Boundless generosity

Azhwars have been blessed to have the mystic vision of the transcendent Lord and their hymns are replete with their spontaneous and joyous experience of the Lord’s unique attributes, pointed out Asuri Sri Madhavachariar in a discourse. For instance, in the hymn Periya Tiruvandadi, Nammazhwar tries to enter into the Lord’s mind and he is able to visualise His magnanimity and boundless generosity to all jivatmas. In many verses he adopts the conversation mode to address the Lord directly.

In one such verse, Azhwar, seeing the Lord’s eyes that appear red, guesses that this is owing to His compassion to those devotees who have no desire for anything else and seek Him for His sake alone. He states that the Lord is naturally overtly partial to such devotees who seek Him with the aim of highest Purushartha, moksha. This echoes the Gita statement about the different types of seekers, such as those in distress or those desiring wealth, or some others wishing to attain the kaivalya state of atma anubhava. No doubt, He grants all these special requests. But there is yet another devotee who, being a jnani at heart, constantly yearns only for Him. The Lord says that such a devotee is very dear to Him. So Azhwar surmises that He is always thinking of what more can be done to such devotees.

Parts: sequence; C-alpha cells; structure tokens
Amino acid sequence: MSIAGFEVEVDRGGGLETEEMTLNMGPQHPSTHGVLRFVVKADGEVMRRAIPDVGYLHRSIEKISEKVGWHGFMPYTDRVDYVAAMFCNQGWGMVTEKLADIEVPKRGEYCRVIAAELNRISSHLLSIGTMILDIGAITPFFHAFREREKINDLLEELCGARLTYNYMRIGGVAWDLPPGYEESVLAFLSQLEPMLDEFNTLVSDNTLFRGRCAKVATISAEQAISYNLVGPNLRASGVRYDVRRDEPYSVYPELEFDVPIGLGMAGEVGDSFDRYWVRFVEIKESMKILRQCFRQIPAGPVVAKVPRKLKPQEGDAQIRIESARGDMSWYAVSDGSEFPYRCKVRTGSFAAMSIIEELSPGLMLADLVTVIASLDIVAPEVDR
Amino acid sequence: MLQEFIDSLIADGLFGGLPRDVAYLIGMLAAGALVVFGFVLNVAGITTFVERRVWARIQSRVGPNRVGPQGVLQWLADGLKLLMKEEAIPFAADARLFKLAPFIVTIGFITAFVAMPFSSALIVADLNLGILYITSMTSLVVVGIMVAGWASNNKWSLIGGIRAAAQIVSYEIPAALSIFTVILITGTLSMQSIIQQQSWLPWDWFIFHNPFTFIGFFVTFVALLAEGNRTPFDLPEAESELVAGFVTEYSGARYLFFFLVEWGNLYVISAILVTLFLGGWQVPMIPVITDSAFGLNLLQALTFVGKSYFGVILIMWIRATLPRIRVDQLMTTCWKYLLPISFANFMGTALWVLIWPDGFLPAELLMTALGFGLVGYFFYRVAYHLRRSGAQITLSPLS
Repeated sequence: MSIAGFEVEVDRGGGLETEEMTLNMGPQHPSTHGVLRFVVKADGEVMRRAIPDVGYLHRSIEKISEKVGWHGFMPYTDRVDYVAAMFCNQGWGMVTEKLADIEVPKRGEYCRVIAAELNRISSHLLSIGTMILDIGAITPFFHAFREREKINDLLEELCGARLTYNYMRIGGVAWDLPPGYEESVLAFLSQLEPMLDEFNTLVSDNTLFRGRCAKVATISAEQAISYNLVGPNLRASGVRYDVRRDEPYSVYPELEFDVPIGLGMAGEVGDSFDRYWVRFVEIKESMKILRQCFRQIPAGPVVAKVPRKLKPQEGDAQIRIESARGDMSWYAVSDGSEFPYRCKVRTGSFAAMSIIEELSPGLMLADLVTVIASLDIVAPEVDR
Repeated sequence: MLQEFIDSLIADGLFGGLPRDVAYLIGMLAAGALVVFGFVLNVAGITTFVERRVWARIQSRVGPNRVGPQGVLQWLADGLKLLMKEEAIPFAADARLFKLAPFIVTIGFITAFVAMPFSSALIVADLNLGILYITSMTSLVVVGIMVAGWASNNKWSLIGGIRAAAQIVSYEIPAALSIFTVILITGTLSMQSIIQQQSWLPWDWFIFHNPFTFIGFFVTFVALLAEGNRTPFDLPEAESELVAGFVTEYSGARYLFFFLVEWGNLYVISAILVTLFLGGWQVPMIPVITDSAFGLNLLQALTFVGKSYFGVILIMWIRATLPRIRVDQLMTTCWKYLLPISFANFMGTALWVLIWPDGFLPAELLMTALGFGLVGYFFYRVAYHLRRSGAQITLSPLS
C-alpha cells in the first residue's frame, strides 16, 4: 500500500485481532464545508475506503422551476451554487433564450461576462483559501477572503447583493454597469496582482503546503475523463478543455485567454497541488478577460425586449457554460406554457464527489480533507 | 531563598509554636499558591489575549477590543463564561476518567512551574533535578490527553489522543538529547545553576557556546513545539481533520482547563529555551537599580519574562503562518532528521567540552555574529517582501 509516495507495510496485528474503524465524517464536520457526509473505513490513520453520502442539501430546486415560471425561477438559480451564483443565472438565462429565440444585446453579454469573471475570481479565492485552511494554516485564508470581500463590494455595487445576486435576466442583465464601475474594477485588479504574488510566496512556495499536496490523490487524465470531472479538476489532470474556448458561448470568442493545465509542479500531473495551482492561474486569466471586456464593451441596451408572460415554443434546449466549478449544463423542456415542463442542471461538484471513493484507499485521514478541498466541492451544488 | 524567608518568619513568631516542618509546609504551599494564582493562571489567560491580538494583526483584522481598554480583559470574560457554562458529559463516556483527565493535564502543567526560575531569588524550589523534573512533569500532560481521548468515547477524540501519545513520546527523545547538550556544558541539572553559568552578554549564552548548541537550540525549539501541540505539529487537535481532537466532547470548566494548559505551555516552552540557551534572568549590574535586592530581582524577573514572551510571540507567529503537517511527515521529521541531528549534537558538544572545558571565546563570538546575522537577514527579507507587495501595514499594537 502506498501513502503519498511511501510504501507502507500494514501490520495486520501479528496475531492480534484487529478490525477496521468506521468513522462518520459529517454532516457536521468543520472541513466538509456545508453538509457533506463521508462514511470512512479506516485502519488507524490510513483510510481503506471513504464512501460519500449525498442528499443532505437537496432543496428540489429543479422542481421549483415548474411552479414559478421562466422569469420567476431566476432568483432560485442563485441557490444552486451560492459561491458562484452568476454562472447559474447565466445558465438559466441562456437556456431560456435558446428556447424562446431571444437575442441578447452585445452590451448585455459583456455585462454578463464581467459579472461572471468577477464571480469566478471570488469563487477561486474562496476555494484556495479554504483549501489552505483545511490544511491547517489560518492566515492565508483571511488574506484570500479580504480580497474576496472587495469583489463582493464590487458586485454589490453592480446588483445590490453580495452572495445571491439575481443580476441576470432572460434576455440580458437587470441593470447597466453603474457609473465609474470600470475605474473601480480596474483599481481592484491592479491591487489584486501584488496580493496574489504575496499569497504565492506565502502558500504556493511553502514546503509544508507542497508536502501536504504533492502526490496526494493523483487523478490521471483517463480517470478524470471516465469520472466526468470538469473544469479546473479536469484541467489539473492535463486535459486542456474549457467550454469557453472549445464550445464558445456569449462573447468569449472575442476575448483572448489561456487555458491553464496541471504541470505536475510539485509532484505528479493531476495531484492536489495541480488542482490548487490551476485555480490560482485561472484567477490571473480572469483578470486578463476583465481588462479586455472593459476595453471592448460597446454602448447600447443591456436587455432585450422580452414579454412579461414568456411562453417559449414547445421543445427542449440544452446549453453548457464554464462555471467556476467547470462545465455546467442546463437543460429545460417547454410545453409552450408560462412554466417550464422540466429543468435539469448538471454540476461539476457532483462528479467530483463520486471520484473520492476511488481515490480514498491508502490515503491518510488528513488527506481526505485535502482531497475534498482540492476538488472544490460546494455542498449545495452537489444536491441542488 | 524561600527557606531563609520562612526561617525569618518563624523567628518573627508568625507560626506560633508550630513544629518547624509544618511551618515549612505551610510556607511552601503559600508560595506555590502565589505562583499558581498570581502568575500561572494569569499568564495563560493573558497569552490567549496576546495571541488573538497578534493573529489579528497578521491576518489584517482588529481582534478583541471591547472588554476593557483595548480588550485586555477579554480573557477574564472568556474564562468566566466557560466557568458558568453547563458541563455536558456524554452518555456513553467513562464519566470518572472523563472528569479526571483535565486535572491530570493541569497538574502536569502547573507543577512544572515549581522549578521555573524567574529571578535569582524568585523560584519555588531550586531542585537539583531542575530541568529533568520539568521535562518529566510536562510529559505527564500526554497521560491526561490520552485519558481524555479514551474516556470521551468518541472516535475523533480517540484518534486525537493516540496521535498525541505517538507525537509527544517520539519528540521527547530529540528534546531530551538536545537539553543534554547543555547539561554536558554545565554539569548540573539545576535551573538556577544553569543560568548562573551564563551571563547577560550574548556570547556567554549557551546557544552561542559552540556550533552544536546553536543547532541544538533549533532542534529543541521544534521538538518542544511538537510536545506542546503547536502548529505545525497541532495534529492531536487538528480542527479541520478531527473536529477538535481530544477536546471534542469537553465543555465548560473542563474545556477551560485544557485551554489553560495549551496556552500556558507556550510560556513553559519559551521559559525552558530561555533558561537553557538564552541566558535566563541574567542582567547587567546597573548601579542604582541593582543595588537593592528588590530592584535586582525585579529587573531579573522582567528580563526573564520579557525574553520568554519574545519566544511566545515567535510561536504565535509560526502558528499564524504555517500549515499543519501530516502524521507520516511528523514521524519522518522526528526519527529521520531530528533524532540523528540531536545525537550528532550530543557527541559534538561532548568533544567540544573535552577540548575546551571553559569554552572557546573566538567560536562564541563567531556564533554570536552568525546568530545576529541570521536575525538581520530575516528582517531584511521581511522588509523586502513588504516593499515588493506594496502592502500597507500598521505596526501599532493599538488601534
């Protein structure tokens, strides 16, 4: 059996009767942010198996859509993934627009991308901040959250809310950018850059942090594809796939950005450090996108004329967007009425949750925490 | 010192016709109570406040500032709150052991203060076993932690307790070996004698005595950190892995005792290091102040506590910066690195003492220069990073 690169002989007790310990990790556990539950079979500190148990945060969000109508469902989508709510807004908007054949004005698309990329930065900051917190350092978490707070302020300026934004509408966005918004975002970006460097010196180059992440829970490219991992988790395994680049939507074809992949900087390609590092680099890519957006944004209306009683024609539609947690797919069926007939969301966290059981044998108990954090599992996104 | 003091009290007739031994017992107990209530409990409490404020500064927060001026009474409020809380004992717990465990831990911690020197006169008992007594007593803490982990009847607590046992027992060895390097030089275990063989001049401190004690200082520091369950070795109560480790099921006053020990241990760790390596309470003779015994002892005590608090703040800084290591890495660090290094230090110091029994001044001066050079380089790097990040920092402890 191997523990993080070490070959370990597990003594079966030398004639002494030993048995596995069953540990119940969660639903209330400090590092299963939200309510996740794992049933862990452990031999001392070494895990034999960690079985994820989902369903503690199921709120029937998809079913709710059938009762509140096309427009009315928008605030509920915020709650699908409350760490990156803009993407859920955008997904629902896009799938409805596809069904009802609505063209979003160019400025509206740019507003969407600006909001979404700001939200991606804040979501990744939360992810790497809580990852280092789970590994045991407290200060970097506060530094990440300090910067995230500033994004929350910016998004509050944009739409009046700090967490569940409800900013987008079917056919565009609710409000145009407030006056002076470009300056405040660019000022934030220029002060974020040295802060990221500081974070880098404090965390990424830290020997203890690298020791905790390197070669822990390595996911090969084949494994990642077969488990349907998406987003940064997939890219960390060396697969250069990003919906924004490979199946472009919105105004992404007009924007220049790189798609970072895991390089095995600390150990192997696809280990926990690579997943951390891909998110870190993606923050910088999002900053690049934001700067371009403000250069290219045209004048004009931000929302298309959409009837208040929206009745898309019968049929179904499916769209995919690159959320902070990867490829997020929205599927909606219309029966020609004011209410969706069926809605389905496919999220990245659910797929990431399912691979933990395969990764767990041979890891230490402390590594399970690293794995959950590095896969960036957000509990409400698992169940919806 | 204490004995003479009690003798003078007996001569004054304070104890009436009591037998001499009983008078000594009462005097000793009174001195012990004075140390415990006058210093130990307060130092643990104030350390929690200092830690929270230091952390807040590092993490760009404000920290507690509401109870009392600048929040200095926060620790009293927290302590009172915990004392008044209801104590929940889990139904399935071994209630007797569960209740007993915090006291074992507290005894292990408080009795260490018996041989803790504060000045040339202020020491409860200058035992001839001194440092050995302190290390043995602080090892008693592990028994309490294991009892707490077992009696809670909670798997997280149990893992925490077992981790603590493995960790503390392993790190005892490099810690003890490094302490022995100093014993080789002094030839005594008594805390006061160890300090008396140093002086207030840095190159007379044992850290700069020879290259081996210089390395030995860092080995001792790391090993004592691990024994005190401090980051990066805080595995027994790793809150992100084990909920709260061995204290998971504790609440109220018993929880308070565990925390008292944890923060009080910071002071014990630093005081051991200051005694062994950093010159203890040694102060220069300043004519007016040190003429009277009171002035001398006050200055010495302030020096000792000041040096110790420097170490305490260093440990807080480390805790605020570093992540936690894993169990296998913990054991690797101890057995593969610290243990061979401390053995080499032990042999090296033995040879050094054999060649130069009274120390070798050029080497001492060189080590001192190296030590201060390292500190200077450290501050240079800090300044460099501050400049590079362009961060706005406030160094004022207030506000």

Interpreters in this context draw attention to the way Krishna feels indebted to Draupadi. When she had to fight the humiliation meted out to her, she had resorted to Krishna as the sure protector and had surrendered to Him. While no one could help, including her husbands, the Lord sent timely help. But what is more astonishing is that since then, Krishna continues to feel that He has not done enough and wishes to do something more in response to her surrender.

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Printable version | Apr 17, 2021 2:49:43 PM |

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